Norbert Weiner p2
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Under Karl T. Compton's presidency of M.I.T., the Departments of Physics, Chemistry and Mathematics ceased being merely service departments and became the nucleus of a School of Science with increased commitment to what is today called Basic Research. But this enhanced status of mathematicians and of mathematical research did not lead Wiener to loosen his ties with his colleagues in the School of Engineering. On the contrary, during the 1930s, Vannevar Bush and several younger faculty members from M.I.T.'s Electrical Engineering Department interacted with Wiener in ways that came to affect the future of computer and communications engineering significantly, particularly through the use of sophisticated mathematical techniques.

Bush was beginning to overcome the technical obstacles that stood in the way of the construction of the differential analyzer, the preWorld War It forerunner of modern high-speed computing machinery. Wiener's close contact with this program and his joint work with Y. W. Lee on the design of electric circuits, led him to consider, most often in the abstract, the potentialities of the computers of the future and to search for criteria and concepts that would make it possible to separate message from adventitious noise. This was also the period during which Arturo Rosenblueth and Norbert Wiener examined closely—in a series of monthly discussion meetings how the scientific method was being applied in a variety of fields.

During World War II Norbert Wiener worked on the design of fire control apparatus for anti-aircraft guns. In some sense this problem seemed to be tailor-made for him since it permitted him to pull together many of his previous interests: Wiener saw with great clarity the close relation between the statistical study of time series and the formulation of the basic task of communication engineering, namely the transmission of messages. For a message to be transmitted there must be a repertory or ensemble of possible messages and a way of assessing the probability of these messages. These topics when joined to the problems of filtering and prediction from existing time series comprise the substance of a book that Wiener wrote under the title of Extrapolation, interpolation and smoothing of stationary time series (with engineering applications). (During the war it was known by the more picturesque title of the "Yellow Perils—the cover contributed the adjective.)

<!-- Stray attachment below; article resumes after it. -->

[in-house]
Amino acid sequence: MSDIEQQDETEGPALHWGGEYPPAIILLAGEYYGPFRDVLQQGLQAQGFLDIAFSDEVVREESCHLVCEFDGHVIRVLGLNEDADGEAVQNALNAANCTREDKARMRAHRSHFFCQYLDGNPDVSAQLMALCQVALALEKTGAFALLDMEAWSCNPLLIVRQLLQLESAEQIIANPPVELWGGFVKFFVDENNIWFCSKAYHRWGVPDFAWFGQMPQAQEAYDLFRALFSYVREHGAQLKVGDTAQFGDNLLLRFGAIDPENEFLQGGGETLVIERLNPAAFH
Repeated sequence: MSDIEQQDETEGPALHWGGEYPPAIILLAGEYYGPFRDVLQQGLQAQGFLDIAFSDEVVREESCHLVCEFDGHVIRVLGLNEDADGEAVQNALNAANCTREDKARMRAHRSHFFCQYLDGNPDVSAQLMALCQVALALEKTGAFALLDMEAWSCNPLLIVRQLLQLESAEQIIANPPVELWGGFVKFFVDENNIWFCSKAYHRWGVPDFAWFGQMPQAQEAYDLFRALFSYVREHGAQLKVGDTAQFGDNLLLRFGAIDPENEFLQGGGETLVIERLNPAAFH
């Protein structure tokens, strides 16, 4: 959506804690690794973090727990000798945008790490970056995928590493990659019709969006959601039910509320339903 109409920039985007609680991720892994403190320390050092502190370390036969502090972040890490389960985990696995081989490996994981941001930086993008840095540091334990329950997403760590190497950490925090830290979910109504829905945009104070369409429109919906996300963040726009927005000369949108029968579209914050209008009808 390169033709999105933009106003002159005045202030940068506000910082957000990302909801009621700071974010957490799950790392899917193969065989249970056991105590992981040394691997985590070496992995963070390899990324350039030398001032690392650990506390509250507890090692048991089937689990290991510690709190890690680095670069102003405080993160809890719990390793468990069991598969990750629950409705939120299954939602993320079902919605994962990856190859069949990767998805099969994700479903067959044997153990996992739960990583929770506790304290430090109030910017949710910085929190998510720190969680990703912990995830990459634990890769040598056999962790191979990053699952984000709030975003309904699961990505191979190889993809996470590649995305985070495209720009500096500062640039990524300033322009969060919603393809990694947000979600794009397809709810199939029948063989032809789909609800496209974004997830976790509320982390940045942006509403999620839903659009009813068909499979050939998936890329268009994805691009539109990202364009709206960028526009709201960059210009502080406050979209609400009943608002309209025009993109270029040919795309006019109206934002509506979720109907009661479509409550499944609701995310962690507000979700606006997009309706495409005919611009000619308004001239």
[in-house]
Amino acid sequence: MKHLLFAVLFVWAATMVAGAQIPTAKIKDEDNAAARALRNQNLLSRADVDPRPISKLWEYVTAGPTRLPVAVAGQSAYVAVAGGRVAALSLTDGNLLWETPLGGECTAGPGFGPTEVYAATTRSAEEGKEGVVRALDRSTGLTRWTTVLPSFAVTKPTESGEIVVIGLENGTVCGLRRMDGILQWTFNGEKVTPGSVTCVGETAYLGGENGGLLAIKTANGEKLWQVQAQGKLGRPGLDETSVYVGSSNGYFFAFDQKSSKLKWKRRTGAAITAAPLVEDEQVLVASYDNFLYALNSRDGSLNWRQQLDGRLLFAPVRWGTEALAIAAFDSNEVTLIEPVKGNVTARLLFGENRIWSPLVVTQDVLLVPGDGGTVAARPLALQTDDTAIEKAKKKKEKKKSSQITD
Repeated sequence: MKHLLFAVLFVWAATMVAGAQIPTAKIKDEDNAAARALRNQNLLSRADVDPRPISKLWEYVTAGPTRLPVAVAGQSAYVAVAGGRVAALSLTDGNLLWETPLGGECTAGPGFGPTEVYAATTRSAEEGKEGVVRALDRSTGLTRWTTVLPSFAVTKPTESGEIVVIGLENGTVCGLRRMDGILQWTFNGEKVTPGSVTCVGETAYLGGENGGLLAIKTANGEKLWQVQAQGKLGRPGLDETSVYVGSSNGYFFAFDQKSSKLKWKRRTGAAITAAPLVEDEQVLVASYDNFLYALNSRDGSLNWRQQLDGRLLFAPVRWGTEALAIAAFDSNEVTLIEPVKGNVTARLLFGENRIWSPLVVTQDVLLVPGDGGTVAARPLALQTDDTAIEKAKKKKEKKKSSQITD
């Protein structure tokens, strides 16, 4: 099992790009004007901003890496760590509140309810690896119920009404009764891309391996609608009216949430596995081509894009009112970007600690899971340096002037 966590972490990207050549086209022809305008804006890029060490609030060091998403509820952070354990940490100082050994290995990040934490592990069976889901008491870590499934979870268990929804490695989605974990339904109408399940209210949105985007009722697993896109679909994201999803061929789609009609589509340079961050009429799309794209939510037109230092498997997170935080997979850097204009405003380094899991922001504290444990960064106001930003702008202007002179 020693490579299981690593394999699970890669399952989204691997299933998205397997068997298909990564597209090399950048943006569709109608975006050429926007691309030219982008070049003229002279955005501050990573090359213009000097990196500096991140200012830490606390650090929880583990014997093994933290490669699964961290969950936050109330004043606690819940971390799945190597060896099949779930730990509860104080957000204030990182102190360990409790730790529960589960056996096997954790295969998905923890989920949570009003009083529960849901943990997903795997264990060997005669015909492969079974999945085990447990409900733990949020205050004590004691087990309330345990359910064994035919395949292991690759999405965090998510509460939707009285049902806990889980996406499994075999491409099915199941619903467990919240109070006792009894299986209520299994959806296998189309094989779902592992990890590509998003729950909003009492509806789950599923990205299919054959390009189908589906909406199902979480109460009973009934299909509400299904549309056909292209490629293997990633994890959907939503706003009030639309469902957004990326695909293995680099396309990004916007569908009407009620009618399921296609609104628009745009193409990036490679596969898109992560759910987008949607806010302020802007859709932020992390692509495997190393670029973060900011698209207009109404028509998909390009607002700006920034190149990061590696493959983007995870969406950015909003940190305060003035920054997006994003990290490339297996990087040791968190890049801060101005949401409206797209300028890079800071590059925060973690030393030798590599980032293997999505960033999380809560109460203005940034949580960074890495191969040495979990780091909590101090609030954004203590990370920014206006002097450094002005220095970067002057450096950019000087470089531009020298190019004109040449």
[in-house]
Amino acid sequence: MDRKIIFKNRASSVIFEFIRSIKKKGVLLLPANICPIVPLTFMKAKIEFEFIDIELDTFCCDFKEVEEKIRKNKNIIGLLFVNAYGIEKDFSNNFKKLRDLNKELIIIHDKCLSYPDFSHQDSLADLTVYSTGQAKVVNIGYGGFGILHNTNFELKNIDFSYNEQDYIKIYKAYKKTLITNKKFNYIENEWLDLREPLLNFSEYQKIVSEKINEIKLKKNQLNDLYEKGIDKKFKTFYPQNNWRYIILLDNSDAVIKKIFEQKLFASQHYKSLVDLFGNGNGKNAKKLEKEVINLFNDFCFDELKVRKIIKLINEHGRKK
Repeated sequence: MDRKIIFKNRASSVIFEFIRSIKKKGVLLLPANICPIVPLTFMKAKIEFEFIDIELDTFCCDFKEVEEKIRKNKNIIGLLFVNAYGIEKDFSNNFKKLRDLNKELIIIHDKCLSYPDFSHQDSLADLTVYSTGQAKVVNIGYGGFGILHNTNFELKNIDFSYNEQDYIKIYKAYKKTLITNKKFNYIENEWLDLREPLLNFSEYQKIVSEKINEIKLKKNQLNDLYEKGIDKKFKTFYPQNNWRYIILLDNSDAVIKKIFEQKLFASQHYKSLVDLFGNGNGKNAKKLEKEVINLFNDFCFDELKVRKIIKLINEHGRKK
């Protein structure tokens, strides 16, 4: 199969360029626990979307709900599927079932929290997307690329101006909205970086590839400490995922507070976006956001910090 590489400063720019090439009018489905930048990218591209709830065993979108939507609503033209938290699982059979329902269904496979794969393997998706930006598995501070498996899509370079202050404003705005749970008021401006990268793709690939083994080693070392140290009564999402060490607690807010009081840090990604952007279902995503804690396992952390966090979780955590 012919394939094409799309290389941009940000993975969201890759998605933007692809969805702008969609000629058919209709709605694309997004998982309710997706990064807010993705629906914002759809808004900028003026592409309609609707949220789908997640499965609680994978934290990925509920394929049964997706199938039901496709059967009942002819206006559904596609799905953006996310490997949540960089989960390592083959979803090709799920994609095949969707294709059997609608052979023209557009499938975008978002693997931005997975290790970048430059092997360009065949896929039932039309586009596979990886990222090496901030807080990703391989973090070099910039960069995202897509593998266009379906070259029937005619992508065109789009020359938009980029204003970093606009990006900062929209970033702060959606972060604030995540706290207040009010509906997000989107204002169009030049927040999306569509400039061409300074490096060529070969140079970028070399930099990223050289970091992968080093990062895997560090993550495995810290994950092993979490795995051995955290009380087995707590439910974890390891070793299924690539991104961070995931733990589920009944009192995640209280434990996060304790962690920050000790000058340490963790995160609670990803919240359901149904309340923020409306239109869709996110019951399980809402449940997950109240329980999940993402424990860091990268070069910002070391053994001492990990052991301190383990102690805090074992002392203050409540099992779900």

The study of fire-control problems led Wiener, for the first time, to deal directly with man in his coupling to a machine. Human sensory and motor abilities were involved in tracking behavior. The way man corrects for errors led to a general consideration of feedback mechanisms in stabilizing performance and of the particular pathology known as "hunting" in the presence of overapplication of feedback.

The type of analysis Wiener and his co-workers used was not too different in inspiration from the homeostatic, error-correcting mechanisms Cannon had dealt with, both conceptually and experimentally. Wiener and his engineering associate, Bigelow, therefore quite naturally consulted with Arturo Rosenblueth on "intention tremorsX as the human pathological symptom that was most closely akin to the pathology encountered in servomechanisms. From this collaboration resulted the famous manifesto, "Behavior, Purpose and Teleology"

Wiener emerged from this wartime work with a conviction that communications engineering, the behavior of servomechanisms, of computing machines and of the nervous system, could all be regarded from a unified overall viewpoint. Drawn by his enthusiasm, people from these disciplines and fields gathered around Wiener in Princeton in a meeting that foreshadowed the famous Macy Foundation series of conferences on Cybernetics.